Preview: Bucs pinning hopes on Winston

The Minnesota Vikings will have the first crack at first overall pick Jameis Winston in his NFL debut Saturday night.

A professional debut is always something that is looked upon as historic, if, when the final analysis is completed, it was a career worth remembering. When he made his debut against the Oakland Raiders last preseason, Teddy Bridgewater was playing extensively in the second half as the No. 3 quarterback on the Vikings initial depth chart.

That won’t be the case for Tampa Bay Buccaneers quarterback Jameis Winston. Expected to be the starter for the Bucs when the regular season begins, when the Bucs released their first depth chart Aug. 11, Winston was listed as the starter, which, in a first preseason game, typically translates into one or maybe two possessions before he takes his place on the sideline and watches the second- and third-team offenses take the field.

There’s only one chance to make a first impression and, when you’re the No. 1 overall pick in the draft, all eyes around the league will be on you to see how effective you can be out of the gate.

The downside to being the No. 1 pick is that, barring a trade, the team that makes that pick had the worst record in the league the previous season. That’s where Tampa Bay stands with head coach Lovie Smith and former Vikings head coach Leslie Frazier making their return to Minnesota.

The Bucs are a team with plenty of holes and a lot of high draft picks that haven’t worked out as planned. The last time Tampa Bay used a first-round pick on a quarterback, it was Josh Freeman in 2009. Vikings fans know all too well that the expectations on his selection were never met.
Most successful franchises are built through the draft, especially when it comes to the elite blue-chip players that are landed in the annual college draft. Those franchises that aren’t successful can point to the lack of success in the early rounds of the draft as the reason, not stocking the shelves with the talent needed. The Buccaneers hoped that Freeman would be the answer at quarterback and, when he wasn’t, it set the position back for years, as a revolving door of players ended up being starters in Tampa Bay.

However, the Bucs’ lack of draft success wasn’t reduced to just swinging and missing on Freeman. They’ve missed too often for their own good.

In 2011, the Bucs used the 20th pick of the draft on defensive end Adrian Clayborn. He never panned out to his full potential because he suffered season-ending injuries in two of his four seasons and was allowed to leave via free agency after playing in just one game for the Bucs in 2014.

In 2012, the Bucs had two first-round picks and used them on safety Mark Barron (No. 7 overall) and running back Doug Martin (No. 31). Barron was expected to be a safety for the Buccaneers for a decade, but, after a strong rookie season, things took a downward turn and he was traded in October 2014 for fourth- and sixth-round picks from the St. Louis Rams.

Similarly, Martin came out gangbusters in his rookie season, rushing 319 times for 1,454 yards, catching 49 passes for 472 yards and scoring 12 touchdowns. In the two seasons since, he has missed 15 games due to injury, and in the 17 games he has played he has rushed 261 times for just 950 yards, caught 25 passes for 130 yards and scored just three touchdowns, placing him near the bust category. That lack of production is especially painful since the Buccaneers had to give up a second- and fourth-round pick in that draft to move into the 31st spot.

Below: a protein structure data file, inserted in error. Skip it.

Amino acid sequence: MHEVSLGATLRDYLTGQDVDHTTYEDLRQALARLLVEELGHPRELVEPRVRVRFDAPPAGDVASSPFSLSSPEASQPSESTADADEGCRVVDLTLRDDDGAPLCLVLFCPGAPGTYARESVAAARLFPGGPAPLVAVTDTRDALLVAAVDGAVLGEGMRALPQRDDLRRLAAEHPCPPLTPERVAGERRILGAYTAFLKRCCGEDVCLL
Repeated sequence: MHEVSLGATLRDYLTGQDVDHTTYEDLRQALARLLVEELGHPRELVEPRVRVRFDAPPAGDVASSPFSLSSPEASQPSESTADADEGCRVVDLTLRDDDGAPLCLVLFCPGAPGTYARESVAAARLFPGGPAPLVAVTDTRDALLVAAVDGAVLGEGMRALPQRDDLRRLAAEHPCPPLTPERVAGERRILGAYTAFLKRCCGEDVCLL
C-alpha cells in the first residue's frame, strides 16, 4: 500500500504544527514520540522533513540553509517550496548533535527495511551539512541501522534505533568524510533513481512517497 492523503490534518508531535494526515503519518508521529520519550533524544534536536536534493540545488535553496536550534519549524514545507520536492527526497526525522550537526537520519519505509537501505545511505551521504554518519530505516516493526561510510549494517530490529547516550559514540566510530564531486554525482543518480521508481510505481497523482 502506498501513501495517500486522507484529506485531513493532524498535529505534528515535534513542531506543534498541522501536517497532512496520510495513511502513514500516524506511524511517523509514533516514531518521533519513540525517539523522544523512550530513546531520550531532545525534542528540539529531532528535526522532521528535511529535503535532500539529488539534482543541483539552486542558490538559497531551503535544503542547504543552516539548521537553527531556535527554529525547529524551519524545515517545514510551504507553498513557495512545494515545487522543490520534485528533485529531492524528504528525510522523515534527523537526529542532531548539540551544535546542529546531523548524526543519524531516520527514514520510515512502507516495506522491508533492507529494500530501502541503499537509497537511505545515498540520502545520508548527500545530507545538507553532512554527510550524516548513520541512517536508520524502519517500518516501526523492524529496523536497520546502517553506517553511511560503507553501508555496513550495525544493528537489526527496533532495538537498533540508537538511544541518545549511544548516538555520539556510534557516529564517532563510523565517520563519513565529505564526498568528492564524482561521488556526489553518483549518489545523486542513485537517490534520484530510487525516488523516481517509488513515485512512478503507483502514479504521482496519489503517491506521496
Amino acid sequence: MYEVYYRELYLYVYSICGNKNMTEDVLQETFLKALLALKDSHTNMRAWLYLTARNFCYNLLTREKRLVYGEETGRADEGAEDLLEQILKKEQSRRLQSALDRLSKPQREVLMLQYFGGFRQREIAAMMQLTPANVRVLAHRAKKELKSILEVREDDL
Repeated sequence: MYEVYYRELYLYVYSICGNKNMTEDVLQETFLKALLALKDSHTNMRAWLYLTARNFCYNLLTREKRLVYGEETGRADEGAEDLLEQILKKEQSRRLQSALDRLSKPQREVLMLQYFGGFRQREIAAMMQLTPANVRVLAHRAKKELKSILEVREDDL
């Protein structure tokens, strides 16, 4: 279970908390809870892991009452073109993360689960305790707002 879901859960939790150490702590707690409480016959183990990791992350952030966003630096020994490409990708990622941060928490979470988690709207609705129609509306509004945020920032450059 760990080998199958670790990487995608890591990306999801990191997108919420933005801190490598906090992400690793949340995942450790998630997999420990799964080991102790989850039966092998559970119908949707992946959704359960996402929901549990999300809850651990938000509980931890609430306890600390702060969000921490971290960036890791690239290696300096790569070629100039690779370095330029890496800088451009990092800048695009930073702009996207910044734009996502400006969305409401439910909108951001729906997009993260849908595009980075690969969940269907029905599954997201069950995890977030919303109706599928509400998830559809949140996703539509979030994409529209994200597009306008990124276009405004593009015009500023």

In 2013, sensing that they were only a player or two away from potentially being a dominant team, Tampa traded away the 14th pick in the draft to acquire cornerback Darrelle Revis, who was coming off of knee surgery. Revis turned out to be a one-year experiment that ended badly and he was traded away after just one season, spending 2014 with New England before returning to the Jets this season.

Not only was Revis a mistake, he was a financial kick in the teeth, made only worse by the fact that the Jets were able to use Tampa Bay’s pick to draft a Pro Bowl talent in defensive tackle Sheldon Richardson. When Smith was hired as the head coach, Revis Island wasn’t a good fit. After trying to trade Revis with no success, he was released rather than Tampa Bay paying his $16 million base salary for 2014, making him one of the most expensive mercenary players in franchise history.

The Bucs are happy with their first-round pick from a year ago. Wide receiver Mike Evans burst on the scene as a legitimate playmaker in their offense and the hope is that he will be running mates with Winston for years to come as the organization looks to pull itself out of the dregs at the bottom of the league and make themselves viable contenders.

It will be too early to judge Winston from the cameo appearance he makes against the Vikings Sunday, but as he squares off with fellow first-rounder Bridgewater – for the first half of the first quarter, anyway – it will mark the start of the Famous Jameis era in Tampa Bay Buccaneers football.

Will he and Evans help break the cycle of mediocrity that has plagued the Tampa franchise over the last several years? It’s no coincidence that the lack of consistent drafting of long-term fixtures for the roster has led to their franchise malaise, which hit bottom last year when the Bucs earned the right to draft Winston.

Only time will tell if players like Winston and Evans help bring Tampa back to the top of the NFC South, but, as he squares off with the Vikings in his NFL debut, it will be the first baby steps of Winston’s career and will set the wheels in motion for how his career will end up going.

You can only make one first impression and the Vikings look to make Winston’s one that he would rather forget than remember, even if it is only a cameo appearance while the sun is still up at TCF Bank Stadium.


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